Susan Sontag (January 16th, 1933 – December 28th, 2004) was an American writer, philosopher and political activist known among readers for her essays and nonfiction works.
Born Susan Rosenblatt in New York City to Jewish parents of Lithuanian and Polish descent. When Susan was five years old her father died and several years later her mother married a US Army Captain, Nathan Sontag, giving Susan the name we remember her by. Despite being raised by Jewish parents, Sontag stated that she did not have a religious upbringing and was in her 20s before she entered a synagogue.
By her own reckoning Susan had an unhappy childhood and found solace in literature. After graduating from high school, she attended the Univercity of California, Berkeley but soon transferred to the University of Chicago where she studied philosophy, ancient history and literature, she graduated aged 18 and in 1951 her work appeared in print for the first time in the winter issue of the Chicago Review.
Sontag married at 17 after a courtship of just ten days, her marriage to writer Philip Rieff lasted eight years. In the 1960s she quit university teaching to take up freelance writing full time. During her life, Sontag was left leaning and an outspoken social commentator, involved in issues such as the Vietnam War, the Siege of Sarajevo, AIDS and illness, human rights and communism.
Despite being mostly known for her nonfiction works, she primarily thought of herself as a novelist but it was through her essays that she gained fame and notoriety. Her best known works are Notes on Camp, On Photography, and In America.
Sontag died in New York City aged 71 from complications of myelodysplastic syndrome. Many of her obituaries failed to mention her significant same-sex relationships, despite Sontag being open about her bisexuality during her life.
The photograph and frame were owned by Du Maurier’s close friend, Maureen Baker-Munton, who had kept over 40 years worth of correspondence between them. After Baker-Munton’s son put the collection up for auction the letters were discovered by Roddy Lloyd, the auctioneer responsible for selling the items.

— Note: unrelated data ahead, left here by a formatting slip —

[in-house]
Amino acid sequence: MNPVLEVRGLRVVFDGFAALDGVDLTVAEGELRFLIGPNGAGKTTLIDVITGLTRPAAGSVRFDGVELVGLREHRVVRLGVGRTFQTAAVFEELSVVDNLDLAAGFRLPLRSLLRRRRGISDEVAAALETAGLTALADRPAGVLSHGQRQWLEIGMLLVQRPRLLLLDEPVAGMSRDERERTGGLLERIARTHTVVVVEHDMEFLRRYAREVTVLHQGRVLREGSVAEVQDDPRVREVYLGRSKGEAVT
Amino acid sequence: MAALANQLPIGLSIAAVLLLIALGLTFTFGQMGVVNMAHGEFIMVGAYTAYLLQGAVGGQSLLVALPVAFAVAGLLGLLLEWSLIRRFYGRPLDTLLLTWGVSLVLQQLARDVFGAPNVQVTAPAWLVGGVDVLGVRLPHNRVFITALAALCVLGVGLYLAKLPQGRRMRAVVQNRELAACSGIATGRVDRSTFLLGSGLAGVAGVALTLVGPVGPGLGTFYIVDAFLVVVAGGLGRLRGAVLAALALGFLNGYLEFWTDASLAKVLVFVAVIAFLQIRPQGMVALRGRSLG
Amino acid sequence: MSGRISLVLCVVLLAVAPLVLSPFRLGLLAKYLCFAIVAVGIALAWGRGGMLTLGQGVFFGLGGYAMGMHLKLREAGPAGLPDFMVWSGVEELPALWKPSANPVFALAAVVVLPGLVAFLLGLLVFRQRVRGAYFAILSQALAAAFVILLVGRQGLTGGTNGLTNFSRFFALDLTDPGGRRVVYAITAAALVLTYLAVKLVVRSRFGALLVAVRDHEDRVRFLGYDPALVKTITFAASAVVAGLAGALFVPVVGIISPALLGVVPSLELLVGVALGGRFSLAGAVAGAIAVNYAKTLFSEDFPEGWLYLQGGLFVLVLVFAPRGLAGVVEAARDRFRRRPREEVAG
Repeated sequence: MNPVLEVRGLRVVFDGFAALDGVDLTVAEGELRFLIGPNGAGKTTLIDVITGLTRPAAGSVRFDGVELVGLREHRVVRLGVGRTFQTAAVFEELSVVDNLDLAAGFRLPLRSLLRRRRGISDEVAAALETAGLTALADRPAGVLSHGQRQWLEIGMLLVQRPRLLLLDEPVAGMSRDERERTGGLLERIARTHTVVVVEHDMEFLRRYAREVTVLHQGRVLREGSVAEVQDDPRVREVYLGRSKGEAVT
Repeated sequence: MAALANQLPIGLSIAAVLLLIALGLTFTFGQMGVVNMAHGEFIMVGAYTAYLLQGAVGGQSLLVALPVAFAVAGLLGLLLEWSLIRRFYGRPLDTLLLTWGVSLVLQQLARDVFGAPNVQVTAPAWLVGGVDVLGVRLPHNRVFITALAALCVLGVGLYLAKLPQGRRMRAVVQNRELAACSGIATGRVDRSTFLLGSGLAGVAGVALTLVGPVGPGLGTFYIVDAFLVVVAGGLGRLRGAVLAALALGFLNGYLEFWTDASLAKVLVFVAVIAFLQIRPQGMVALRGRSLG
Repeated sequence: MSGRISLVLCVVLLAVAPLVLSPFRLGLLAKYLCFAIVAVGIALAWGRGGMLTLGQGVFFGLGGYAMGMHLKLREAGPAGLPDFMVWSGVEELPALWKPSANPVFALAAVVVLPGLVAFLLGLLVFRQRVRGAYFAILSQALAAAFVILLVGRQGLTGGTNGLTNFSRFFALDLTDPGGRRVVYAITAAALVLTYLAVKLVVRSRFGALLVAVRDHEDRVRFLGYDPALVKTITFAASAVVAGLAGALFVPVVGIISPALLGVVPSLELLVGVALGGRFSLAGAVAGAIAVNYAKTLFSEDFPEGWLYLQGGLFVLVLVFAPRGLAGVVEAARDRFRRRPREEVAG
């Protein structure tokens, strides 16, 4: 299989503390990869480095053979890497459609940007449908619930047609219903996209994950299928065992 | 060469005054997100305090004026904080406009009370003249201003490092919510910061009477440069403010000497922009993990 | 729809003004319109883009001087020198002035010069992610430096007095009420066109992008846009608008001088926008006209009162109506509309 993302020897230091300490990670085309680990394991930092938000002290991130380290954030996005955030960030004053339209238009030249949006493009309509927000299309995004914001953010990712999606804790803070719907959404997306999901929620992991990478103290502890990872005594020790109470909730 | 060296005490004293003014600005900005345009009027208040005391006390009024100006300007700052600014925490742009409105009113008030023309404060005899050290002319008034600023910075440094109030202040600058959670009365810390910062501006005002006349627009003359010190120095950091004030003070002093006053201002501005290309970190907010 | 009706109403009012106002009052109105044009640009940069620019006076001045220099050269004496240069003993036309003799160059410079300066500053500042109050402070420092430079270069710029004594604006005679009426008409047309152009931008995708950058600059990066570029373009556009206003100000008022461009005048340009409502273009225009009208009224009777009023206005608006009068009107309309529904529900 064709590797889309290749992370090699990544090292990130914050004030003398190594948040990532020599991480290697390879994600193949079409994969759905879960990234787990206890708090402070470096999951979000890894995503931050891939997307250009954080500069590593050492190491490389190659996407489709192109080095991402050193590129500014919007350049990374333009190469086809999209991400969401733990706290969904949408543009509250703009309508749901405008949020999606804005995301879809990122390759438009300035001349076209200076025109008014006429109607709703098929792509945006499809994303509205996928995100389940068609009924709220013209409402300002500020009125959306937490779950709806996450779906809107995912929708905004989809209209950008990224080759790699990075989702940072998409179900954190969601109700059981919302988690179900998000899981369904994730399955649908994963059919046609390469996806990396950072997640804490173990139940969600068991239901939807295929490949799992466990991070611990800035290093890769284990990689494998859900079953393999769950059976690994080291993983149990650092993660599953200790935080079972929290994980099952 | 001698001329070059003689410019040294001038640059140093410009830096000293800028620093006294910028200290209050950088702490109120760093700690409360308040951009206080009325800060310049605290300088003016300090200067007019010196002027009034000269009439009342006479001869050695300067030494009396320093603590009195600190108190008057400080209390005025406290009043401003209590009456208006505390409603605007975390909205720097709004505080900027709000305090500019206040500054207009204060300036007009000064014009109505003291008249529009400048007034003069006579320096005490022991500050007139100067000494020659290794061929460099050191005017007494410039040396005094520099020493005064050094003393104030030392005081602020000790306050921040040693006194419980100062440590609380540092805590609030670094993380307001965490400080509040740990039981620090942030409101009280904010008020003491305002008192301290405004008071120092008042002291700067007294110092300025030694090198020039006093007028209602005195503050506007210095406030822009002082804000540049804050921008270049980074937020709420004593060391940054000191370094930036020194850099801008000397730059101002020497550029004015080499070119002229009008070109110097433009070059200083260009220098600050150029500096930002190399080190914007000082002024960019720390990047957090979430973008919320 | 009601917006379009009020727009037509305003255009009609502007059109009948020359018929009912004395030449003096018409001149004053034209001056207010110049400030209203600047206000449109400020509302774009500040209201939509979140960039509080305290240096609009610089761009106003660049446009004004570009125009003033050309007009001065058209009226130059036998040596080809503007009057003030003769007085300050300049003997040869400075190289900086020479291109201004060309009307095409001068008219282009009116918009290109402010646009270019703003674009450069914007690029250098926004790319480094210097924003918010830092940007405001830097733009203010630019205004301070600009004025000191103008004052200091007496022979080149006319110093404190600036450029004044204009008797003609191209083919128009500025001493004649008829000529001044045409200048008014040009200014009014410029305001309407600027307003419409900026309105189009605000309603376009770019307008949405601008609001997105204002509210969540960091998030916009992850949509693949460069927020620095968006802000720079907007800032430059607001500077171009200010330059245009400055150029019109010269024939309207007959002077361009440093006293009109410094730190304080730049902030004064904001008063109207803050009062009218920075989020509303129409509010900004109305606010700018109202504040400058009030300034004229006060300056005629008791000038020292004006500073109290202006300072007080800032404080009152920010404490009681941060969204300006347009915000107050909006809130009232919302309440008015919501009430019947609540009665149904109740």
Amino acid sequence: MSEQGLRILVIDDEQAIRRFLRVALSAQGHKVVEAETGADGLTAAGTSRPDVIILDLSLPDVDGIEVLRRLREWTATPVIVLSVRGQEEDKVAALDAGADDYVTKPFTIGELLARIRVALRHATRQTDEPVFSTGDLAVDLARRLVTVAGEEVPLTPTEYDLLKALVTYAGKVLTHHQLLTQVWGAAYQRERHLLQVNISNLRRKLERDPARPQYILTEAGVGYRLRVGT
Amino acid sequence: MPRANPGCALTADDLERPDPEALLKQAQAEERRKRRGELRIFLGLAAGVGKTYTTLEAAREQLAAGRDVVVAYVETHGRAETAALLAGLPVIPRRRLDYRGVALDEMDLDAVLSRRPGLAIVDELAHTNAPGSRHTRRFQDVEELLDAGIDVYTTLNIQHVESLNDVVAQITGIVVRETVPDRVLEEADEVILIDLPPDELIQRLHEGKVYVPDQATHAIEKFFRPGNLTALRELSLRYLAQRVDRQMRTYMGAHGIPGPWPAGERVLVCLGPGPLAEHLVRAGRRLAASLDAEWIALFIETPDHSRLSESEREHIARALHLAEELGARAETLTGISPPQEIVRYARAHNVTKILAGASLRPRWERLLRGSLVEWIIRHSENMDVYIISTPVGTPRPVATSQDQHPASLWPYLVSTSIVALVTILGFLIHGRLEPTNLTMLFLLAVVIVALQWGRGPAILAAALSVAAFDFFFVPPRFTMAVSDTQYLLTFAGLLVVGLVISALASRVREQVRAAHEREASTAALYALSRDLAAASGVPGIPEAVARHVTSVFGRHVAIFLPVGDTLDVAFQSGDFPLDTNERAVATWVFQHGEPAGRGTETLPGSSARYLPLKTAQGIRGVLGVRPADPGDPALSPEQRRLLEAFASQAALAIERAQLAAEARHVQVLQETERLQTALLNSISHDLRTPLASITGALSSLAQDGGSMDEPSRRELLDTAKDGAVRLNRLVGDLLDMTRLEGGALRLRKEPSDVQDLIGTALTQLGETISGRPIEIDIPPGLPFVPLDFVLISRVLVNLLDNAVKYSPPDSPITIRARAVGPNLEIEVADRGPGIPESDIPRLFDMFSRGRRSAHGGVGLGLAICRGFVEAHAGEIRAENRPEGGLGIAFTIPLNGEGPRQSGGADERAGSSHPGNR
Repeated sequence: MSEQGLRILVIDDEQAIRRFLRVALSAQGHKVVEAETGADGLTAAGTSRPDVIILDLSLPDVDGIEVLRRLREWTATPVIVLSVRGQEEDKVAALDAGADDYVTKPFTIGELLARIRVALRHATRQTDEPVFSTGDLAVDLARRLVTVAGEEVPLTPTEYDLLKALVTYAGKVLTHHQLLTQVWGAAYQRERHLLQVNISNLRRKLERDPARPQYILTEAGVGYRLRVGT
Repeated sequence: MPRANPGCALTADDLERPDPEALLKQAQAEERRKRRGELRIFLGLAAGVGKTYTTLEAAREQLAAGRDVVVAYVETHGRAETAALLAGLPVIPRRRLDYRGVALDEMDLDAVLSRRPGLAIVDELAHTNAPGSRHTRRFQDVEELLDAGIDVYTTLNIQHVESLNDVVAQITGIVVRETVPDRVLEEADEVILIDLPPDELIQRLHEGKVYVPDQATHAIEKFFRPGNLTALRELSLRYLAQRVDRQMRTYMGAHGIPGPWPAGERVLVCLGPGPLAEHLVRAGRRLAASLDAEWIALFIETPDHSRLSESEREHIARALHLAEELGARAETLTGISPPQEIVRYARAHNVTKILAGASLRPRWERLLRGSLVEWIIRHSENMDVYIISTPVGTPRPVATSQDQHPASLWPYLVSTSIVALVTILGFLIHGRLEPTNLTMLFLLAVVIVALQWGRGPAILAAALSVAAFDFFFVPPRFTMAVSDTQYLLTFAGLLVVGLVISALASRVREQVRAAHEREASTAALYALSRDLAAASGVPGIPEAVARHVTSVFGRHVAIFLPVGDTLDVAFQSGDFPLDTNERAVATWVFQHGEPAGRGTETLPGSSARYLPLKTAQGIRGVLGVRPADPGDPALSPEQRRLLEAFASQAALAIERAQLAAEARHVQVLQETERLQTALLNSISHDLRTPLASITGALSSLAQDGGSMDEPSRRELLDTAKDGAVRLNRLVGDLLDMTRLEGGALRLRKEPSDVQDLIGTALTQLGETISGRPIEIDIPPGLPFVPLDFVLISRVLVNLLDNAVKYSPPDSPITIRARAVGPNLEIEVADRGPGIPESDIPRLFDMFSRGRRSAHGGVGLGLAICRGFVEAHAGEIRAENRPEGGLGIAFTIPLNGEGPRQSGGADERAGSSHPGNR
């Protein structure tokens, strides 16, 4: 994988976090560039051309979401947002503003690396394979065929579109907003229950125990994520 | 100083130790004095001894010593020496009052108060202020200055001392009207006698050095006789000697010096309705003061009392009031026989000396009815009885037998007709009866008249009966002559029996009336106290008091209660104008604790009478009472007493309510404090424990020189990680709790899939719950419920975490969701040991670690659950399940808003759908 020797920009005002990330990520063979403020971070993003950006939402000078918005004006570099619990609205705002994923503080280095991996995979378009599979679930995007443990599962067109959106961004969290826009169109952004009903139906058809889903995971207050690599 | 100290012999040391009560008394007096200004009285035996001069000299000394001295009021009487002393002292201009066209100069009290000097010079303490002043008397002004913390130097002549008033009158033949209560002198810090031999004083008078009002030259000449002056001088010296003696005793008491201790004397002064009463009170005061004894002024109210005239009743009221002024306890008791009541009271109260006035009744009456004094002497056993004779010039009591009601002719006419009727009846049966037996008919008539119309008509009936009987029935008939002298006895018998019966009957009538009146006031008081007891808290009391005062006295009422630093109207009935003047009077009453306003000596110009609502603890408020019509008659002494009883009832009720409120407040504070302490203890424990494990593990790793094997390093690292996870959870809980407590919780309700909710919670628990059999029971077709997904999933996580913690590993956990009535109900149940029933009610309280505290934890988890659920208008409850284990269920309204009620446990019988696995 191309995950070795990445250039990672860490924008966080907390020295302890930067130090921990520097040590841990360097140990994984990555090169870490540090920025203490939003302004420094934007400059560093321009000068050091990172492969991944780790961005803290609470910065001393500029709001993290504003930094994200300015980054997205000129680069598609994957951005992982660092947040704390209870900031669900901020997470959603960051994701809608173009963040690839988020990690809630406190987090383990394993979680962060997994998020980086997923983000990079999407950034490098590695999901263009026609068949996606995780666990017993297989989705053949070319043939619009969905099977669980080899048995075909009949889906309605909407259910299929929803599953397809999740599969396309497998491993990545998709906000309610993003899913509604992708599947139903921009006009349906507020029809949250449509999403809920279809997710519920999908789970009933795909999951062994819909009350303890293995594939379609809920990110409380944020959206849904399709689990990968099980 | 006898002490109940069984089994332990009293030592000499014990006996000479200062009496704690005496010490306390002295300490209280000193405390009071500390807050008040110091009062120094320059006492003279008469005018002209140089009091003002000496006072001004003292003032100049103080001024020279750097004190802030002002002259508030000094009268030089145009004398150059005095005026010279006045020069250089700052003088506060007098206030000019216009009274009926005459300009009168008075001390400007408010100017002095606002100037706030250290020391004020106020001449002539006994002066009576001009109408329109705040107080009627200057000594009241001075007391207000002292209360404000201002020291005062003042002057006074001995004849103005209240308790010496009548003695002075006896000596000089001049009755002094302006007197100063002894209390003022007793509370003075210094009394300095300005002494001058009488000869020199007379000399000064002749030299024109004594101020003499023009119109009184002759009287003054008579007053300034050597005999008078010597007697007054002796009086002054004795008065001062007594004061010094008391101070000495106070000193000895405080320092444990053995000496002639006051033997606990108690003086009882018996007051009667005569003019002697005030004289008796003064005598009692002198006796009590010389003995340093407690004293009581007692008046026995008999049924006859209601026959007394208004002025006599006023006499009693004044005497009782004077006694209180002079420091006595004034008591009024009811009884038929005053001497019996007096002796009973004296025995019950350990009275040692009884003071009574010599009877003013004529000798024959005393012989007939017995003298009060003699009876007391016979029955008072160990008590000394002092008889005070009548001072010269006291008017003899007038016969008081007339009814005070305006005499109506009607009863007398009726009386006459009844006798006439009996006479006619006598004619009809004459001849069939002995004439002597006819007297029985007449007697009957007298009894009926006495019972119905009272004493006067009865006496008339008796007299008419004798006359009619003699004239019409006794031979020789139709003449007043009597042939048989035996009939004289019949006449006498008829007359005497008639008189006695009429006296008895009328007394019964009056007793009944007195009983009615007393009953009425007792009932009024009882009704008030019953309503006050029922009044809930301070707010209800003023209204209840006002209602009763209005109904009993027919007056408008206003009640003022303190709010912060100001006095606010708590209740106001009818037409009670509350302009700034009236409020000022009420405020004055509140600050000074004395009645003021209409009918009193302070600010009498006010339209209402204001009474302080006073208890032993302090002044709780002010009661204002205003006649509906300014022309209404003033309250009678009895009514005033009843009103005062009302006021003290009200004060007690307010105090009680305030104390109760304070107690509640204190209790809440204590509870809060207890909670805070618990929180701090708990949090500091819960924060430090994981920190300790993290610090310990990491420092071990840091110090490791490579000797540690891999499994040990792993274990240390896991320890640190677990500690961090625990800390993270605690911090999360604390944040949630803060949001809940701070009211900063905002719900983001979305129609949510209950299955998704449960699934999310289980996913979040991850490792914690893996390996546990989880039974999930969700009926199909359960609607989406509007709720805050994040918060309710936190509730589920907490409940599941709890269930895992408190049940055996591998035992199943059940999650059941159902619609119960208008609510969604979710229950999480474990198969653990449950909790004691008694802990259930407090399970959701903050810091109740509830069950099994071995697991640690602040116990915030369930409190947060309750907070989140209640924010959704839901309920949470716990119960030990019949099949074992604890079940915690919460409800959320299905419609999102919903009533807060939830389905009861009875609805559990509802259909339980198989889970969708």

The auctioneer was cataloguing the archive when he decided to look more closely at the photograph of young Du Maurier at the beach. “We were going through the last box of documents on my kitchen table, when for some reason I decided to take the picture out to have a better look. When I took it out of the frame, out popped these poems. It looks like they’re from around the 1920s.”
The ring was brought to jewellery expert Geoffrey Munn on the BBC’s Antiques Roadshow by an unnamed woman who claimed it belonged to her late father-in-law.
The ring contains an inscription inside, which bears the name of the author, and the date of her death- 1855. The excited woman explained: “I’ve got goosebumps now thinking about it. It’s got a hinge on it, and inside there’s plaited hair, I think it may be the hair of Charlotte Brontë!”
Geoffrey Munn told the lucky Antiques Roadshow visitor that he had ‘very little reason to doubt’ the ring’s authenticity.
Born in New York City in 1947, Karen Lehman as she was born grew up feeling unloved by a hostile mother and unwanted by a father who abandoned her. Records show that Acker was born in 1947, but the Library of Congress has her birth as 1948 and most of the obituaries at the time of her death cited her birth as 1944.
This isn’t going to be a standard Air BnB listing, the cabin will be available primarily for fans. The details are still being ironed out, but Anita Thompson announced on Facebook that “Our staff will do a light background check and welcome those who love Hunter’s work to be overnight guests at Owl Farm. The applications are open to the public for those who want to be part of the legacy and consist of a paragraph of why you would like to stay at Owl Farm, located between Woody Creek and Lenado. People have been asking for years to see Hunter’s Owl Farm, which is private property,” she continues. “I’ve finally prepared Hunter’s writer’s cabin for this purpose during this season.”
Born in New Jersey, Solanas had a turbulent upbringing, claiming her father regularly sexually abused her. Her parents divorced when she was young, but she also disliked her stepfather and soon descended into rebellion and truancy. After a difficult childhood, Solanas became homeless at fifteen, at seventeen she gave birth to a child who was removed from her care and adopted.
Born in April 1931 to two academic and professional parents, Barthelme began writing as a teen for newspapers. He and his father had many arguments about what area of writing Donald was interested in, with particular disdain for Donald’s love for postmodern literature.
Aged 30, Barthelme had his first short story published while working as director of the Contemporary Arts Museum, Houston. Eventually the writer went on to publish over 100 short stories. His strict postmodern style, spattered with non-sequiturs and playful use of language has created waves among both traditional and postmodern writers and critics.
Barthelme’s influences include Samuel Beckett, Franz Kafka, and Gabriel Garcia Marquez. He was described in Time magazine as an author with “Kafka’s purity of language and some of Beckett’s grim humour.”